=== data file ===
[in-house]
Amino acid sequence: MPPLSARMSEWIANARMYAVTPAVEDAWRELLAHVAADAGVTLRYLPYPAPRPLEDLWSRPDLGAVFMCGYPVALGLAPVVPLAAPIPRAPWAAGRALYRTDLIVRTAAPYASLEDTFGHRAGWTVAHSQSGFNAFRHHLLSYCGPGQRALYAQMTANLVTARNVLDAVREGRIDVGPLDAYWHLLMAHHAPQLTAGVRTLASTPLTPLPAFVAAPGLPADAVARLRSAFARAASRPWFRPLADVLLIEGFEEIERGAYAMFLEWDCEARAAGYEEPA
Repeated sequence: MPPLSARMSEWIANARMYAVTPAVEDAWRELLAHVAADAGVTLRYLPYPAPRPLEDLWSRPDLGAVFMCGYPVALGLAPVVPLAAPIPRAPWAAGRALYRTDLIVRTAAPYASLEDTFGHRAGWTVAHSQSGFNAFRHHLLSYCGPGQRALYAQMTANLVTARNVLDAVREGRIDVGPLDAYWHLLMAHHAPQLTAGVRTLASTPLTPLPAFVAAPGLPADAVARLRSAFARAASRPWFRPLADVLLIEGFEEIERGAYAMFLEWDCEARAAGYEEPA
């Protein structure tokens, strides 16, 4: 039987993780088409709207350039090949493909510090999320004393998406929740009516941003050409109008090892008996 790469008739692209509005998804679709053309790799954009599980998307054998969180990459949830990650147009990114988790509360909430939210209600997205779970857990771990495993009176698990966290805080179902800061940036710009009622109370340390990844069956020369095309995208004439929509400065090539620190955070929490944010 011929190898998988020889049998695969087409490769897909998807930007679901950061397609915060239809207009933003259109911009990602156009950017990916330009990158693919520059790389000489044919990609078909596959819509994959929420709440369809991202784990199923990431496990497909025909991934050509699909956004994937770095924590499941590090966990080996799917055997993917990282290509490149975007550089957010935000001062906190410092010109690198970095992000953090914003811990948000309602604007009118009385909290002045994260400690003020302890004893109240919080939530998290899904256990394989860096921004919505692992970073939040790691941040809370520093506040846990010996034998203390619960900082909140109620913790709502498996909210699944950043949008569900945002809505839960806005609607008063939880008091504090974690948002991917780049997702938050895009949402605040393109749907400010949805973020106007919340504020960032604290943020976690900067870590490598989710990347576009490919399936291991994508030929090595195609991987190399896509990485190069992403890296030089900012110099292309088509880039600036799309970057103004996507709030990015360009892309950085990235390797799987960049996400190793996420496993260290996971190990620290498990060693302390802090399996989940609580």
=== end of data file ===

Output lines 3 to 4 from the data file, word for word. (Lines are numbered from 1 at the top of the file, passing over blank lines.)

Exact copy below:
Repeated sequence: MPPLSARMSEWIANARMYAVTPAVEDAWRELLAHVAADAGVTLRYLPYPAPRPLEDLWSRPDLGAVFMCGYPVALGLAPVVPLAAPIPRAPWAAGRALYRTDLIVRTAAPYASLEDTFGHRAGWTVAHSQSGFNAFRHHLLSYCGPGQRALYAQMTANLVTARNVLDAVREGRIDVGPLDAYWHLLMAHHAPQLTAGVRTLASTPLTPLPAFVAAPGLPADAVARLRSAFARAASRPWFRPLADVLLIEGFEEIERGAYAMFLEWDCEARAAGYEEPA
């Protein structure tokens, strides 16, 4: 039987993780088409709207350039090949493909510090999320004393998406929740009516941003050409109008090892008996 790469008739692209509005998804679709053309790799954009599980998307054998969180990459949830990650147009990114988790509360909430939210209600997205779970857990771990495993009176698990966290805080179902800061940036710009009622109370340390990844069956020369095309995208004439929509400065090539620190955070929490944010 011929190898998988020889049998695969087409490769897909998807930007679901950061397609915060239809207009933003259109911009990602156009950017990916330009990158693919520059790389000489044919990609078909596959819509994959929420709440369809991202784990199923990431496990497909025909991934050509699909956004994937770095924590499941590090966990080996799917055997993917990282290509490149975007550089957010935000001062906190410092010109690198970095992000953090914003811990948000309602604007009118009385909290002045994260400690003020302890004893109240919080939530998290899904256990394989860096921004919505692992970073939040790691941040809370520093506040846990010996034998203390619960900082909140109620913790709502498996909210699944950043949008569900945002809505839960806005609607008063939880008091504090974690948002991917780049997702938050895009949402605040393109749907400010949805973020106007919340504020960032604290943020976690900067870590490598989710990347576009490919399936291991994508030929090595195609991987190399896509990485190069992403890296030089900012110099292309088509880039600036799309970057103004996507709030990015360009892309950085990235390797799987960049996400190793996420496993260290996971190990620290498990060693302390802090399996989940609580």